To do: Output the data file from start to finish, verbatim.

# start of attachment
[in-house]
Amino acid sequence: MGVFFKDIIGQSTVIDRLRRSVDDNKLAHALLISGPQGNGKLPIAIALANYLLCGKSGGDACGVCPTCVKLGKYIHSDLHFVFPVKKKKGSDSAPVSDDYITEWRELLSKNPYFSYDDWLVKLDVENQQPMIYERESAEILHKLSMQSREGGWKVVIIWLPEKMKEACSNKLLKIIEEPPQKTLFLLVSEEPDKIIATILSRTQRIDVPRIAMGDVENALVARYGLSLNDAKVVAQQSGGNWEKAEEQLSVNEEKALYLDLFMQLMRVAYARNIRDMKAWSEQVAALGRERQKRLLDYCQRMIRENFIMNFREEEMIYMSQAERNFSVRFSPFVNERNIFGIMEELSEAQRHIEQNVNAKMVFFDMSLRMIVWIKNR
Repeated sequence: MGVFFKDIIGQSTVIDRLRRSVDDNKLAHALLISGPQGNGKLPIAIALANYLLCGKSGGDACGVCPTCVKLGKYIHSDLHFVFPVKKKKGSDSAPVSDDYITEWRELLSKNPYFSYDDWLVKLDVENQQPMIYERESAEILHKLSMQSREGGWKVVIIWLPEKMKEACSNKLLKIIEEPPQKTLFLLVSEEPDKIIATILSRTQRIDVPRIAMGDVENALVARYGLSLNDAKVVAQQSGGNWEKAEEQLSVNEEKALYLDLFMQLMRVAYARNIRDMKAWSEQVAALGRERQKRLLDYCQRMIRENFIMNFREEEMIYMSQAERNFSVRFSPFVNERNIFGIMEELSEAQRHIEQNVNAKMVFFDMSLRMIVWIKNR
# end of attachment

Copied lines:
[in-house]
Amino acid sequence: MGVFFKDIIGQSTVIDRLRRSVDDNKLAHALLISGPQGNGKLPIAIALANYLLCGKSGGDACGVCPTCVKLGKYIHSDLHFVFPVKKKKGSDSAPVSDDYITEWRELLSKNPYFSYDDWLVKLDVENQQPMIYERESAEILHKLSMQSREGGWKVVIIWLPEKMKEACSNKLLKIIEEPPQKTLFLLVSEEPDKIIATILSRTQRIDVPRIAMGDVENALVARYGLSLNDAKVVAQQSGGNWEKAEEQLSVNEEKALYLDLFMQLMRVAYARNIRDMKAWSEQVAALGRERQKRLLDYCQRMIRENFIMNFREEEMIYMSQAERNFSVRFSPFVNERNIFGIMEELSEAQRHIEQNVNAKMVFFDMSLRMIVWIKNR
Repeated sequence: MGVFFKDIIGQSTVIDRLRRSVDDNKLAHALLISGPQGNGKLPIAIALANYLLCGKSGGDACGVCPTCVKLGKYIHSDLHFVFPVKKKKGSDSAPVSDDYITEWRELLSKNPYFSYDDWLVKLDVENQQPMIYERESAEILHKLSMQSREGGWKVVIIWLPEKMKEACSNKLLKIIEEPPQKTLFLLVSEEPDKIIATILSRTQRIDVPRIAMGDVENALVARYGLSLNDAKVVAQQSGGNWEKAEEQLSVNEEKALYLDLFMQLMRVAYARNIRDMKAWSEQVAALGRERQKRLLDYCQRMIRENFIMNFREEEMIYMSQAERNFSVRFSPFVNERNIFGIMEELSEAQRHIEQNVNAKMVFFDMSLRMIVWIKNR